Tim Perry admits that, when it comes to farming, there is no such thing as a normal day.
Working in, with, and oftentimes against nature means everyday brings new challenges, new opportunities that can only be discovered when the sun rises. But, like everyone else, Perry, one of the owners and operators of the Norton Brothers Fruit Farm at 466 Academy Rd., has had to be even more flexible during the last few months, as new and unforeseen obstacles have emerged.
“For us, it was, like everyone else I’m sure, just wondering what our year was going to look like,” said Perry, regarding the onset of the pandemic. “We have about 5,000 kids who come to the farm a year for field trips. We have a bunch of high school and college kids who work for us. What was their year going to look like?”
“I was thinking that, (the last generation), they lived through World War II, the Great Depression, but I feel like we’ve lived through as much as they did in just the last few months,” he continued, with a laugh.
Perry is part of the seventh generation of his family to operate the farm, which has been a staple of Cheshire life since the mid-1700s when the Norton family first opened it. What was once a local farm with a small retail store has now grown into both a retail and wholesale business, keeping people, not just in town but all over the region, stocked up on fruit and vegetables .
When COVID-19 hit, the farm was in the midst of its down time, and Perry said that little changed at first. “I was going out and working, my mom was coming in and doing paperwork, so it wasn’t that things changed for us,” said Perry.
Almost immediately, however, the business saw an uptick in its wholesale revenue. “We were getting calls left and right,” said Perry. “With people working from home, they seemed to want to try everything. They wanted to cook more, so they were buying more (at the grocery store).”
That increase in home cooking combined with restaurants still looking to stock their shelves for takeout services during the early part of the pandemic meant that the farm was busy procuring as much produce as it could … with certain items suddenly in demand.
“Eggplant,” said Perry, with a laugh. “I have never sold as many in my life. I was talking to (another farmer) and he said the same thing. For some reason, everyone wanted eggplant.”
The farm opened to customers in June, but judging by the response he received, Perry probably could have opened even sooner. His usual customer base had been inquiring about when the farm was going to open back up to customers, most urging Perry to offer the same traditional services.
“We had people coming in, asking if we were open yet, and why not,” recalled Perry. “If you remember, the weather (in the spring) was a little screwy. It wasn’t really until June that we had some good weather, so we were actually a little behind. But I think everyone was just looking for some normalcy, and they wanted to come to Norton’s, buy their peaches, buy their blueberries, like they always had.”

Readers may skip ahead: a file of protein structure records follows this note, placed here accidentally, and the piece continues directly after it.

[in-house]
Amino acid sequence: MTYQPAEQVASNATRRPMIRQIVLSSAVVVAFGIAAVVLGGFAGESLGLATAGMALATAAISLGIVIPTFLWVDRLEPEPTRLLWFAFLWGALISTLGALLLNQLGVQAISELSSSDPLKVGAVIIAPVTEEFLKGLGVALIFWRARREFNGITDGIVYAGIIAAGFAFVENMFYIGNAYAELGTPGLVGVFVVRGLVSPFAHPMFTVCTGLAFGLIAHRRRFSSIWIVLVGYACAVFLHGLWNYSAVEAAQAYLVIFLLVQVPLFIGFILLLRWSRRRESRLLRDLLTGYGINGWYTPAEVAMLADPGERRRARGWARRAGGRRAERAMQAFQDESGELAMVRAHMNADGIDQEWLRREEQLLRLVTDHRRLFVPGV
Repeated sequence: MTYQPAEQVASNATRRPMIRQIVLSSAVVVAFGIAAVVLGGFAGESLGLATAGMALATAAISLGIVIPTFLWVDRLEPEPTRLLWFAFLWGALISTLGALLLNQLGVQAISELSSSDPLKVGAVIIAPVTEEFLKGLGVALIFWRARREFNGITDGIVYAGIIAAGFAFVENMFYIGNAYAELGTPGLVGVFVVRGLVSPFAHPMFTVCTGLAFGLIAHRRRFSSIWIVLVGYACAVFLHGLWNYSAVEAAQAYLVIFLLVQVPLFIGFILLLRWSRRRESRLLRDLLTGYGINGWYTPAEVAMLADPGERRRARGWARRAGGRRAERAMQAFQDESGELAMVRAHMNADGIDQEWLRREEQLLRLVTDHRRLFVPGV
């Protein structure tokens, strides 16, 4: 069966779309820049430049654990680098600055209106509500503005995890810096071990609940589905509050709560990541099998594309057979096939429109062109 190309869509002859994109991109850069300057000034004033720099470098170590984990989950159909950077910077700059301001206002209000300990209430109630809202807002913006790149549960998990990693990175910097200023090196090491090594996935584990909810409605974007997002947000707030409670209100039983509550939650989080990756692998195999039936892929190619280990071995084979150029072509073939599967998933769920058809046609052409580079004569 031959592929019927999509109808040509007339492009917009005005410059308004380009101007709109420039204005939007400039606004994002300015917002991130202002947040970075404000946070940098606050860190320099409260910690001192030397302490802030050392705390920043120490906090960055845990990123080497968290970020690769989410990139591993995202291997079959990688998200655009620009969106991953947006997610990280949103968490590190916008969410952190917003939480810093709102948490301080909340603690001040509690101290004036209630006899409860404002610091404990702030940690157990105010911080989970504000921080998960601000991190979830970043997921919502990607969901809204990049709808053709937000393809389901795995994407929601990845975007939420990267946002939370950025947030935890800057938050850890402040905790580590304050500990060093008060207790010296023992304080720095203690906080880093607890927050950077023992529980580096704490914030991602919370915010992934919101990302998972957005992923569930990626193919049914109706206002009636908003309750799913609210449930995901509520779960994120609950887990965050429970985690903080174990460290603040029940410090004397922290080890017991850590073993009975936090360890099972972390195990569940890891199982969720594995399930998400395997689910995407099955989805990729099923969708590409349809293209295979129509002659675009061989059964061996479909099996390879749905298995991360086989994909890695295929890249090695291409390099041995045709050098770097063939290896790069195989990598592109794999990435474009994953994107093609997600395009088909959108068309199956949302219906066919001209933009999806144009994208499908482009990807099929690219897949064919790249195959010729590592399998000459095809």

Just like all businesses, Norton has changed the way it handles safety and sanitation. Masks are a must for both employees and customers when inside the retail store, and employees are also wearing gloves when handling all perishable items. Sanitation measures are taken several times throughout the course of the day to ensure that everything is clean, and Perry admits that he has already invested more in cleaning supplies than ever before.
The number of people allowed in the retail store is limited and, while out on the farm, those participating in pick-your-own are discouraged from gathering in crowds.
“If we see people crowding together, we just say, ‘Hey, come on now, you can’t do that anywhere else, you can’t do that here,’” explained Perry. “The goal is to keep my guys as safe as possible, to keep our customers as safe as possible.”
Thus far in the spring and summer, business has been good. In fact, Perry admits that he’s been surprised at how busy the farm has been, crediting both a loyal customer base and a desire by some to “get out of the house” when the weather is nice.
But, of course, the weather is always a factor when it comes to farming, and Mother Nature reared her head earlier this month when Tropical Storm Isaias ripped through Connecticut. “It threw everyone’s lives upside down, I think,” said Perry.
In addition to causing some damage to trees and crops, the power was knocked out at Norton Brothers and did not come back on for six days. That was an unwelcome development in the middle of an uncertain season, but Perry credited his employees for continuing to fight on.
“We were back in the next morning (after the storm) cleaning up,” he said.
“It hurt,” he continued. “We had to shut down our retail side, but not our wholesale side. Anything that was perishable that we couldn’t save (in the store) we had to throw out.”
With power restored, the farm is back in operation and busy with visitors. Fruit remains the popular items for those stopping by to pick their own, and apple season is just about to kick off in earnest.
Perry insists that, while the crops have produced smaller sizes this year, they’ve also produced sweeter fruit, and he singled out the blueberries as being “fantastic” in 2020.
An additional three acres of land was also planted for vegetables, as Perry wants to be prepared not only for a possible uptick in local interest but also for any shortages in the food chain across the country.
As far as what the future will bring, Perry is ready to meet whatever challenges lie ahead. “Nothing is going to put us down,” he said.
“This farm has been around for a long time. We’ve gone through some interesting times. We’ll get through this one as well … I have no doubt.”